Jebel Sahaba (Arabic: جَبَل ٱلصَّحَابَة, romanized: Jabal Aṣ-Ṣaḥābah, lit. 'Mountain of the Companions'; also Site 117) is a prehistoric cemetery site in the Nile Valley (now submerged in Lake Nasser), near the northern border of Sudan with Egypt in Northeast Africa. It is associated with the Qadan culture, dated to the Younger Dryas some 12,000 to 15,000 years ago, with one skeleton having been radiocarbon dated to approximately 13,140–14,340 years ago. Newer apatite dates indicate that the site is at least 11,600 years old. It was discovered in 1964 by a team led by Fred Wendorf.
The site is often cited as the oldest known evidence of warfare or systemic intergroup violence. Some anthropologists argue that the deaths were linked to environmental pressures.
The original project that discovered the cemetery was the UNESCO High Dam Salvage Project. This salvage dig project was a direct response to the raising of the Aswan Dam which stood to destroy or damage many sites along its path.
Three cemeteries are present in this area. Of these cemeteries, two comprise Jebel Sahaba, with one cemetery located on either side of the Nile. A third cemetery, Tuskha, is situated nearby.
61 individual skeletons were recovered at Jebel Sahaba, as well as numerous other fragmented remains. Of the men, women, and children buried at Jebel Sahaba, at least 45% percent died of violent wounds. Pointed stone projectiles were found in the bodies of 21 individuals, suggesting that these people had been attacked by spears or arrows. Cut marks were found on the bones of other individuals as well. Some damaged bones had healed, demonstrating a persistent pattern of conflict in this society.
Cranial analysis of the Jebel Sahaba fossils found that they shared osteological affinities with a hominid series from Wadi Halfa in Sudan. Additionally, comparison of the limb proportions of the Jebel Sahaba skeletal remains with those of various ancient and recent series indicated that they were most similar in body shape to the examined modern populations from Sub-Saharan Africa (viz. 19th century fossils belonging to the San population, 19th century West Africa fossils, 19th and 20th century Pygmy fossils, and mid-20th century fossils culled from Kenya and Uganda in East Africa). However, the Jebel Sahaba specimens were post-cranially distinct from the Iberomaurusians and other coeval series from North Africa, and they were also morphologically remote from later Nubian skeletal series and from fossils belonging to the Mesolithic Natufian culture of the Levant.
The skeletal remains and any other artifacts recovered by the UNESCO High Dam Salvage Project were donated by Wendorf to the British Museum in 2001; the collection arrived at the museum in March 2002.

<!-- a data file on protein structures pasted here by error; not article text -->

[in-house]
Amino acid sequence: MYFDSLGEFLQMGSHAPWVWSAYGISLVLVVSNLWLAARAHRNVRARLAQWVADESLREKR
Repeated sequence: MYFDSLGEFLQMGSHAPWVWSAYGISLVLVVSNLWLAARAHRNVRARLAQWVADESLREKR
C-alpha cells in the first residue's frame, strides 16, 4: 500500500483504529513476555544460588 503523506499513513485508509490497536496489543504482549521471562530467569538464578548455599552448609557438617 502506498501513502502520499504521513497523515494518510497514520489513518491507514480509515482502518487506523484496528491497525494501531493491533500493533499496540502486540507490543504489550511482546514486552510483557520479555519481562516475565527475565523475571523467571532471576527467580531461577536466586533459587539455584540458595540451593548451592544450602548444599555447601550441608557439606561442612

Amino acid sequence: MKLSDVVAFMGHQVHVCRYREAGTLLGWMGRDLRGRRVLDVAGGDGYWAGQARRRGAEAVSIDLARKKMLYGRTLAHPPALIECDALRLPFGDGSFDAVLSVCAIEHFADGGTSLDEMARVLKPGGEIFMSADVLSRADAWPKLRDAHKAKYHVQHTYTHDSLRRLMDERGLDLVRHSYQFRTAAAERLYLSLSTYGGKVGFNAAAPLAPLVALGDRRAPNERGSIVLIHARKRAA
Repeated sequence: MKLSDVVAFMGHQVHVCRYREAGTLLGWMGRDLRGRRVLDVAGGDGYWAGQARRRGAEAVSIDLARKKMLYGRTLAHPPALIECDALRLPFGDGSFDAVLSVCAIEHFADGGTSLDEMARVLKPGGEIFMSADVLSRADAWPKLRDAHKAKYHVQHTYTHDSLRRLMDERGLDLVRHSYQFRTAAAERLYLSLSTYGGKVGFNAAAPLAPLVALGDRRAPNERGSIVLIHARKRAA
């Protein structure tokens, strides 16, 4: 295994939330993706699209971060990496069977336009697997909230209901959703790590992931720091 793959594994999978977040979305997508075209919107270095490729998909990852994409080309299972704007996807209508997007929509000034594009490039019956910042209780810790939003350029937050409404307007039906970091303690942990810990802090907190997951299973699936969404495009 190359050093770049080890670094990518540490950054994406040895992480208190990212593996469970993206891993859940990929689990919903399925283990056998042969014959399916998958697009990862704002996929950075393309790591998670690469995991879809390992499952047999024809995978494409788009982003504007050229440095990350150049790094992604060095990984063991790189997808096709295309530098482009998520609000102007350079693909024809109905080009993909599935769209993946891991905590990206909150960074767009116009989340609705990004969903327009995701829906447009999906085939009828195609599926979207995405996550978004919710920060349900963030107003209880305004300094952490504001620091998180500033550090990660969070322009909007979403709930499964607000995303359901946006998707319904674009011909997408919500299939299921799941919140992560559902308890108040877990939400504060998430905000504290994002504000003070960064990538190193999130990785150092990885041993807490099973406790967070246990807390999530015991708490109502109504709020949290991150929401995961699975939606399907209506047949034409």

This collection includes skeletal and fauna remains, lithics, pottery, and environmental samples as well as the full archive of Wendorf's notes, slides, and other material during the dig.
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- ^ Antoine, Daniel; Zazzo, Antoine; Friedman, Renée (2013). "Revisiting Jebel Sahaba: New apatite radiocarbon dates for one of the Nile valley's earliest cemeteries". American Journal of Physical Anthropology. 150: 68. doi:10.1002/ajpa.22247.
- ^ Antoine, D.; Zazzo, A.; Freidman, R. (2013). "Revisiting Jebel Sahaba: New Apatite Radiocarbon Dates for One of the Nile Valley's Earliest Cemeteries". American Journal of Physical Anthropology Supplement. 56: 68.
- ^ Kelly, Raymond (October 2005). "The evolution of lethal intergroup violence". PNAS. 102: 24–29. doi:10.1073/pnas.0505955102. PMC 1266108. PMID 16129826.
- ^ Muse
- ^ UNESCO
- ^ a b c Friedman, Renée. "Violence and climate change in prehistoric Egypt and Sudan". British Museum.
- ^ Bräuer, G. (1978). "The morphological differentiation of anatomically modern man in Africa, with special regard to recent finds from East Africa". Zeitschrift für Morphologie und Anthropologie: 266–292. Retrieved 29 September 2017.
- ^ Holliday, T. W. (2015). "Population affinities of the Jebel Sahaba skeletal sample: Limb proportion evidence". International Journal of Osteoarchaeology. 25 (4): 466–476. doi:10.1002/oa.2315. Retrieved 29 September 2017.
- ^ Margaret Judd (2006), "Jebel Sahaba Revisited", Archaeology of Early Northeastern Africa, 9, Studies in African Archaeology, pp. 153–166